"We have to be pretty flexible to meet the supply chains of our customers," says Cooper. Solectron sometimes performs end-assembly for customers and delivers either to the customer or end-customer. The company has about $12bn in revenue and ships goods from all 69 of its locations in the United States, South America, Europe, Asia and Australia. Solectron also has a set of supply chain software tools and consulting services to help its customers better manage their supply chains, including tools for estimating landed cost, network design and visibility. However, tools alone won't create a responsive logistics network. Creating a sense-and-respond supply chain is very difficult, Cooper says. "It is not only transforming the supply chain but transforming relationships and corporate cultures. The technology, albeit difficult, is not the hardest thing to change. A few customers will understand. A few will understand more. Some customers are going to be very successful in the old model and will stay that way. I think we will have hybrid solutions going forward."

More Than Technology
Drake agrees that companies need to transform relationships and corporate cultures. "People assume technology will take care of [obtaining a sense and respond supply chain]. It won't. It's about communication, communication, communication. That is the big barrier that companies need to get around now," she says.

"Strategic planning needs to drive everything," says Drake. In the past, the company that executed the best on its five-year plan did the best. Today, because the market is so dynamic, companies need to change their plans "in real time, all the time," she says. "The approach has to be different. How to anticipate, sense what is happening and how to be ready even though things will go differently than what you originally thought and probably will. It is not about planning because [today's supply chain] is not predictable."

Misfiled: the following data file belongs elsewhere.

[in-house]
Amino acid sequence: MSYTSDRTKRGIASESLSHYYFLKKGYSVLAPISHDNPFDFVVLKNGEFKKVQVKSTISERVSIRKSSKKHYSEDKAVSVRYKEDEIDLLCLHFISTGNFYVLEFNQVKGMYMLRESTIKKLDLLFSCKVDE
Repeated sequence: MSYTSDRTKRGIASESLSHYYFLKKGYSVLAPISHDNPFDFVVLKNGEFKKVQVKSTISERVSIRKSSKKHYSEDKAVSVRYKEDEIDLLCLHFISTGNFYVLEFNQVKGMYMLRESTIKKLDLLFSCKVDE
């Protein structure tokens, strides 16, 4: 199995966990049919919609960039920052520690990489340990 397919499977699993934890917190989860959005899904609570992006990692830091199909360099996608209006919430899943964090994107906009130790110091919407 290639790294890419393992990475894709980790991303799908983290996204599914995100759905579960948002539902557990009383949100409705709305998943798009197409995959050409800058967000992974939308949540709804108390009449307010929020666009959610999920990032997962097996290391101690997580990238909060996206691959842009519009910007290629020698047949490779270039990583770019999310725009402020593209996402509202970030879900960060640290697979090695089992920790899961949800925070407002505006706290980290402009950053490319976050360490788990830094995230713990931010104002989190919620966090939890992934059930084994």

Young goes a step further. "The technology has outpaced the processes. I think in the future the supply chain will be run without a manufacturing resource planning system. It will be run on an ondemand basis with real-time communication and extremely short cycle times. By default an MRP is inaccurate because it is based on forecasts. Instead companies will respond to real demand." In the future, perhaps even in the next 10 years, Fontanella predicts a supplied and ready-to-operate sense-and-respond solution for companies.

In the meantime, Georgia-Pacific is in the middle of delving into minutia with its supply-chain initiative. The company installed its supply-chain committee last year to determine how to best achieve a flexible and responsive supply network across its 300 facilities in the United States, Canada and 11 other countries.

Georgia-Pacific's supply-chain committee is looking to communicate more effectively with its supply-chain partners and within the company, automate simple tasks, improve visibility across the supply chain, and improve decision-making processes.

Its first task is studying how to break down the project into manageable pieces. "A lot of projects or paths are so big it's hard to get traction to move forward," says Hehir. "The trick is figuring out how to avoid eating the elephant at one sitting."

In Georgia-Pacific's case, the company has a myriad of product lines and markets with different requirements and systems as the company has grown through acquisition. "In the last 10 to 20 years everybody ran their own business. This is a fairly new culture. We are working hard on that culture," he says. "While the final system is not completely implemented, the roadmap is in place and we are well down the road."
© Copyright Global Logistics & Supply Chain Strategies June 2005. SCM Technology, Kathleen Hickey.